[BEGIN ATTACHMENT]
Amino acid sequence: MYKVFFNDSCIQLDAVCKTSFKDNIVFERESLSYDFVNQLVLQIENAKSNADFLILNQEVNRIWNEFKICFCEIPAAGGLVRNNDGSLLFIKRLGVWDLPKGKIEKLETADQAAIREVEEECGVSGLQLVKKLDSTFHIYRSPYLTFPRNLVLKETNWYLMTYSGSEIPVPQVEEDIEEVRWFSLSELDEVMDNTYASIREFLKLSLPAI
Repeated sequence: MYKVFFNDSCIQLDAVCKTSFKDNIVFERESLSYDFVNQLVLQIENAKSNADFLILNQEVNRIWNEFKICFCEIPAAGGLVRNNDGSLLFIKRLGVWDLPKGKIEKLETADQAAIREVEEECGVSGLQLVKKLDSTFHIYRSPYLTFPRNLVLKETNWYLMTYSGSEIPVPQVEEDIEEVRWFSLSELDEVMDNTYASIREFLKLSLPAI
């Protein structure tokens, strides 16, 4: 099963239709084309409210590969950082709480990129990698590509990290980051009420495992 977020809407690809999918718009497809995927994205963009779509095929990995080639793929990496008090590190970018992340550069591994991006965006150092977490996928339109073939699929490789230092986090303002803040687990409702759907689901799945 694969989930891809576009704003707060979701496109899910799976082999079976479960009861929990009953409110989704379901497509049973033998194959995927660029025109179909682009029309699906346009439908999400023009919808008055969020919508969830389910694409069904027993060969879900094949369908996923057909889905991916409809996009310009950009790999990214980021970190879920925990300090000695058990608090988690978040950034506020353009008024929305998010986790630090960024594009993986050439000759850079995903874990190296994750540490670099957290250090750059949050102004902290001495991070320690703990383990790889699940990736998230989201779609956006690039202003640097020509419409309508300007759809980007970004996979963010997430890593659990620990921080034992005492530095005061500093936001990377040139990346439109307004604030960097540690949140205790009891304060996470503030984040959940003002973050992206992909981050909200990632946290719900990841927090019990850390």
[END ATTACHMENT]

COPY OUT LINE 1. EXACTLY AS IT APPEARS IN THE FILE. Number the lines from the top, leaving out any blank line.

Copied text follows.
Amino acid sequence: MYKVFFNDSCIQLDAVCKTSFKDNIVFERESLSYDFVNQLVLQIENAKSNADFLILNQEVNRIWNEFKICFCEIPAAGGLVRNNDGSLLFIKRLGVWDLPKGKIEKLETADQAAIREVEEECGVSGLQLVKKLDSTFHIYRSPYLTFPRNLVLKETNWYLMTYSGSEIPVPQVEEDIEEVRWFSLSELDEVMDNTYASIREFLKLSLPAI